Over the last few years some have asked me what persuaded me to move over to the Market Monetarist camp. Prior to sighing on to the Market Monetarist philosophy in 2009, I was just average Jane with a deep interest in history, unemployed after having been laid off at the onset of the recession, trying to figure out why the economy and our world were falling apart. Being of a more libertarian mindset, I was in with the inflation-nutter crowd.

Having plenty of time on my hands and an excitement for self-study, I had been studying some of the old school free market philosophers, like Bastiat; and then worked my way forward to Milton Freidman. I also had some exposure to Hume, although indirectly from a speech about monetary deflation that was given in 1838 by Abraham Lincoln.

History is such an interesting puzzle to put together, and it can greatly inform on the present. Even in 1838 the visible effects of monetary deflation were known.  Taking a look around, I was seeing very much the same things happening as illustrated in Lincoln’s 1838 speech; and it put some very deep questions in my mind about what was really going on.

I found a great history book about the rise and fall of the American Whig Party; and in it, one can find a large chunk of the political history of banking and bank notes in the United States. One can also find in it an understanding of the uniting force behind the Whigs who were very dissimilar in political belief regarding nearly every topic but one – economics (Lincoln, very much a self-made man, was a Whig). They were for banking and the benefit of bank notes. Although some could say it was accidental that they ended up as free-marketers, it was that idea that fueled their popularity and brought them to national party status. I think one might be able to compare the rise of neo-liberalism in the Republican Party during the Reagan years as being a very similar phenomenon.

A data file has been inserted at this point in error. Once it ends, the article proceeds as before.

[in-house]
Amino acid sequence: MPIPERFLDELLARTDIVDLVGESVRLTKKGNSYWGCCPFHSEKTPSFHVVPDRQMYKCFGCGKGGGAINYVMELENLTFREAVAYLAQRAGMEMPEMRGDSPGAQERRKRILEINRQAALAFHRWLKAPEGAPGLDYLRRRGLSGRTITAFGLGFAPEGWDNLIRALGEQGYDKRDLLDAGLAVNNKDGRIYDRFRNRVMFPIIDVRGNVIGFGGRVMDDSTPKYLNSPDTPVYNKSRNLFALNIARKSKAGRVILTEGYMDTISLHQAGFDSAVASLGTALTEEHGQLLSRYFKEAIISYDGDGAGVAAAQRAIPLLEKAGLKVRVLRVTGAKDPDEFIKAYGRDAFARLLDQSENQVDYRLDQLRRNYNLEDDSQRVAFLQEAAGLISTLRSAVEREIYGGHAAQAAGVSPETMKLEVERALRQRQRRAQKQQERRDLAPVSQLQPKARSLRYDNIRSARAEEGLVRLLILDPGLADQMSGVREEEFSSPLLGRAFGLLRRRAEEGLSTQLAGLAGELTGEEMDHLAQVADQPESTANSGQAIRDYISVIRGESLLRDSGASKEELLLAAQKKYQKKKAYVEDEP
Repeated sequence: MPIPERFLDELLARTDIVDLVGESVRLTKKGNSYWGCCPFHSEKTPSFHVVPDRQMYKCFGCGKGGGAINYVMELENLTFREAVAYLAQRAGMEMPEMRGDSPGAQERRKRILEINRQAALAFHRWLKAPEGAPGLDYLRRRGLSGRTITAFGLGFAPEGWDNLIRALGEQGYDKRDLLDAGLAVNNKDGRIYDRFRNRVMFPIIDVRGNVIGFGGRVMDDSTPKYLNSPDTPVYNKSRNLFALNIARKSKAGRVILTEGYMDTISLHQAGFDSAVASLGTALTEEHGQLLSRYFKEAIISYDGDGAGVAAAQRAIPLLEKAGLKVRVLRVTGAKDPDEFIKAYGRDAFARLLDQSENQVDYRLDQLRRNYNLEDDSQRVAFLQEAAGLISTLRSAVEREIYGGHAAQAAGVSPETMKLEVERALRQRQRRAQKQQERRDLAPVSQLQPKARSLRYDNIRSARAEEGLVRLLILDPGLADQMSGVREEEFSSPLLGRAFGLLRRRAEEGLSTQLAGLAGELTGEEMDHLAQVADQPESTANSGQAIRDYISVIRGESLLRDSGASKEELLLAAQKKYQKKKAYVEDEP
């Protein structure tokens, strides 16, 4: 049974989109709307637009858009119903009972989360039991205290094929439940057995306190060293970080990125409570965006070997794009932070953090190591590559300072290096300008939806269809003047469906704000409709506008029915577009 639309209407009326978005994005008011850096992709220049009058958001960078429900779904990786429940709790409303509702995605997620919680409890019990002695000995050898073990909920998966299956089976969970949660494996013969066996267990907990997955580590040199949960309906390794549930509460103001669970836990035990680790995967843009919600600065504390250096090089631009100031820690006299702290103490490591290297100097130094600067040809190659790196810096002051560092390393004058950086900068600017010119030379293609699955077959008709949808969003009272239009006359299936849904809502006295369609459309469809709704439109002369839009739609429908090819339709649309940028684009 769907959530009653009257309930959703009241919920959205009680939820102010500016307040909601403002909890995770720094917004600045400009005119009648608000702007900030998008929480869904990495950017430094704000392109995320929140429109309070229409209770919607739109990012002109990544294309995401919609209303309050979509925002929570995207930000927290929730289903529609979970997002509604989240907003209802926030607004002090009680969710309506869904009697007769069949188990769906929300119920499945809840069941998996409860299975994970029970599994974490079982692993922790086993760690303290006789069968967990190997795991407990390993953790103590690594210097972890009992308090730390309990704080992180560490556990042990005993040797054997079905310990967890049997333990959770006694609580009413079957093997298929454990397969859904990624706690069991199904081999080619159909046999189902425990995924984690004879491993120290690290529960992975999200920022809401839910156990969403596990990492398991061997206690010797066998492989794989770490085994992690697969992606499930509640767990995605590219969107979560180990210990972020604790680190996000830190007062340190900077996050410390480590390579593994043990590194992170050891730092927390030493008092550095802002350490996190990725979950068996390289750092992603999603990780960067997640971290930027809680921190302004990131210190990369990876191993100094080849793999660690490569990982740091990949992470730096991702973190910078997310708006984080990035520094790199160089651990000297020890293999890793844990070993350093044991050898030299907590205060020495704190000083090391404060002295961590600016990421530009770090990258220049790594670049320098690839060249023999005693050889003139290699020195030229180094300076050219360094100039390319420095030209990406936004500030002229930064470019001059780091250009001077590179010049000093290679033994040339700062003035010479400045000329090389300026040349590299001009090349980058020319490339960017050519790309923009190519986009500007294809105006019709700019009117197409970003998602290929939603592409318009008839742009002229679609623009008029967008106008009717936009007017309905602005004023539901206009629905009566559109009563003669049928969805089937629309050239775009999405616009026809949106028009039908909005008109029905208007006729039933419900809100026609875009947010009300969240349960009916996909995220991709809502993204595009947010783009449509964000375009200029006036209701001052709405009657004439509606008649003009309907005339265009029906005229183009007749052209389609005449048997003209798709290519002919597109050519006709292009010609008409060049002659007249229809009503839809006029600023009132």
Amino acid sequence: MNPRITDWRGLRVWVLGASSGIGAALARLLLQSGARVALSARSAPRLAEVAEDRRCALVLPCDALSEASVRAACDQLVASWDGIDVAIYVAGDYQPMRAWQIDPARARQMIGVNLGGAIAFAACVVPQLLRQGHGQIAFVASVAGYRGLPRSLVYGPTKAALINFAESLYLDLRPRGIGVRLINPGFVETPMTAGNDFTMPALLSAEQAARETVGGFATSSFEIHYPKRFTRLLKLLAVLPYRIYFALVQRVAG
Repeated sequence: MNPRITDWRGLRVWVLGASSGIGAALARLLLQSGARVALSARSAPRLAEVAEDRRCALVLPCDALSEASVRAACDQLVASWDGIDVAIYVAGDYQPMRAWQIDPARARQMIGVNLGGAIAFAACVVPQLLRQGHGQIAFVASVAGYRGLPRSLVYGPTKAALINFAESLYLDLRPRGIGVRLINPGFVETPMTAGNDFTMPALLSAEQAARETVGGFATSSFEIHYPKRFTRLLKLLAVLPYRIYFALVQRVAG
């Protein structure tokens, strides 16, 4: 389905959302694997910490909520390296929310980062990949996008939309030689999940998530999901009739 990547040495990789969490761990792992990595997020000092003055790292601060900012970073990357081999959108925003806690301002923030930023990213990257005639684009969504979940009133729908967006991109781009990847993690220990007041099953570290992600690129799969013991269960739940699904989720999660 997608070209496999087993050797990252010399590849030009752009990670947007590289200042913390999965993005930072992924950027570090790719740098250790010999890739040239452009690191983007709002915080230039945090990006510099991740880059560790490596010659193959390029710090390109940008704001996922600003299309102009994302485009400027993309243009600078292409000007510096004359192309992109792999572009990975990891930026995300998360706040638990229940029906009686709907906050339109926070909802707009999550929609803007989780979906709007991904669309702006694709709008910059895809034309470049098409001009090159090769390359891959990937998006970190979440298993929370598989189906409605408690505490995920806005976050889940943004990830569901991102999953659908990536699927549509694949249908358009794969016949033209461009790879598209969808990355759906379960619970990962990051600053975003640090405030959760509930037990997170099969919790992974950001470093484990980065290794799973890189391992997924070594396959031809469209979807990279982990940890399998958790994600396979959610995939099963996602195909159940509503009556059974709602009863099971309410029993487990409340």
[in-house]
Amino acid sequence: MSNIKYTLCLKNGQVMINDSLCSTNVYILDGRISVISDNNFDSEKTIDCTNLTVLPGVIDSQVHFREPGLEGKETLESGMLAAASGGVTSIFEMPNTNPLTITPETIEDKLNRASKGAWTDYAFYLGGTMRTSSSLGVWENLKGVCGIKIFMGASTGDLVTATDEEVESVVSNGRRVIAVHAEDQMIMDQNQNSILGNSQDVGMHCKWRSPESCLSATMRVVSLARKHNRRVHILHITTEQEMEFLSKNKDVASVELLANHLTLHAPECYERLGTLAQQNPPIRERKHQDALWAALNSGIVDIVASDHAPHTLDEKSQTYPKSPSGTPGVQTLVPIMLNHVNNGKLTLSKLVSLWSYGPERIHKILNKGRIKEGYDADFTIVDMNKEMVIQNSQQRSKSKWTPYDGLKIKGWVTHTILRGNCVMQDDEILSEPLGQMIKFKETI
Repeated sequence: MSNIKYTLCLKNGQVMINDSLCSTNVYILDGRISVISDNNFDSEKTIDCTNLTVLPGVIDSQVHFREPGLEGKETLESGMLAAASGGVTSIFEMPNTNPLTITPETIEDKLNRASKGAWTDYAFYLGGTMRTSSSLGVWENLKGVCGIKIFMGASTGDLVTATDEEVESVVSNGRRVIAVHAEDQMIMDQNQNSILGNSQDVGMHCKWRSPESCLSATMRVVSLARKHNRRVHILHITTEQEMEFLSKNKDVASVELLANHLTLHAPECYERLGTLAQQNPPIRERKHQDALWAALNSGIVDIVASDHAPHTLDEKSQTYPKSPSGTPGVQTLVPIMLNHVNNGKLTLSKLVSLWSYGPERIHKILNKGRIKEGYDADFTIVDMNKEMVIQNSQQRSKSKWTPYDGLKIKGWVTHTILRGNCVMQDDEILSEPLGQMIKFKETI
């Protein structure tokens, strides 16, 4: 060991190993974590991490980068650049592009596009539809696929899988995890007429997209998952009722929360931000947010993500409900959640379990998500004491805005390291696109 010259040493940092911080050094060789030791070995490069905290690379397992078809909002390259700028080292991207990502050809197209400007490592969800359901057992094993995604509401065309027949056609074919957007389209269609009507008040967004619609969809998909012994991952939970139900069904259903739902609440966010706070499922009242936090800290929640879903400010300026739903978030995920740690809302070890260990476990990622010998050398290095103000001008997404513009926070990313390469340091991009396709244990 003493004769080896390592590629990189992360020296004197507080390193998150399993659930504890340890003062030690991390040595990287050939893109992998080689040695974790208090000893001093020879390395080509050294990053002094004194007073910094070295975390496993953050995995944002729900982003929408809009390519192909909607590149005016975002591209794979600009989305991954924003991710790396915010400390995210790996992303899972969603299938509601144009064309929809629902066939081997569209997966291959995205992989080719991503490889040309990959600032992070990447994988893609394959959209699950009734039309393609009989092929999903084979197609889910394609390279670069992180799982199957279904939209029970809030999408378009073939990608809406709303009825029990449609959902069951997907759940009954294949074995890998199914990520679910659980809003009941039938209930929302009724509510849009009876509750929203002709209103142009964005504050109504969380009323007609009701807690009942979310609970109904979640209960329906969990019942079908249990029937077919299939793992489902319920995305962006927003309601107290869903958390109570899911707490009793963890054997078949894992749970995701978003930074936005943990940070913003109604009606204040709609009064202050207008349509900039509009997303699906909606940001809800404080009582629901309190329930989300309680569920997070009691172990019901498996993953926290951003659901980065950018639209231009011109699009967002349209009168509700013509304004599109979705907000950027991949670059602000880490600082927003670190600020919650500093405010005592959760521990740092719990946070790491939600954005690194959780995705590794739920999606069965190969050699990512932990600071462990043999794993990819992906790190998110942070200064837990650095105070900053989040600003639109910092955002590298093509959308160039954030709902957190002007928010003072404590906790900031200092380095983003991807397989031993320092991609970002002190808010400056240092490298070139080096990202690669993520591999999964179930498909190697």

Whig opposition, the Democrats, on the other hand, stood for nothing but gold and silver. They wanted nothing to do with banks or banking. Some say that their stance on banks came from a healthy skepticism of the power of money. Of that, I am not so sure because money is power; they had power most of the time, and they didn’t just stop at destroying The Bank of the United States. In the book, Andrew Jackson is quoted as saying something like, “What do farmers need with bank notes?”  In the ensuing years, the Democrat Party tried in many ways to thwart banking and the circulation of bank notes by banning the use of small notes in the states – the ones average people were most likely to use.

Now if that isn’t a reach into the pocket books of average people, I don’t know what would be. And they said the same things back then as we have been hearing now – making average people poor is for the best for all. The real question is: Best for whom? Another question might be, is that pro-economic freedom – or is it tyranny?

I think everyone needs to answer those questions on their own, but I am firmly against the idea that monetary disinflation and deflation is good for anything. It destroyed our banking system. It destroyed countless lives. It shoved a great many of those on the margins into poverty – and for what good purpose? I see none.

Market Monetarism, in my opinion, brings sanity, stability, balance between growth and inflation, and transparency and accountability to the monetary authorities while protecting free market principles and economic freedom. It is the best answer to the greatest question of our time – what really is best for all?

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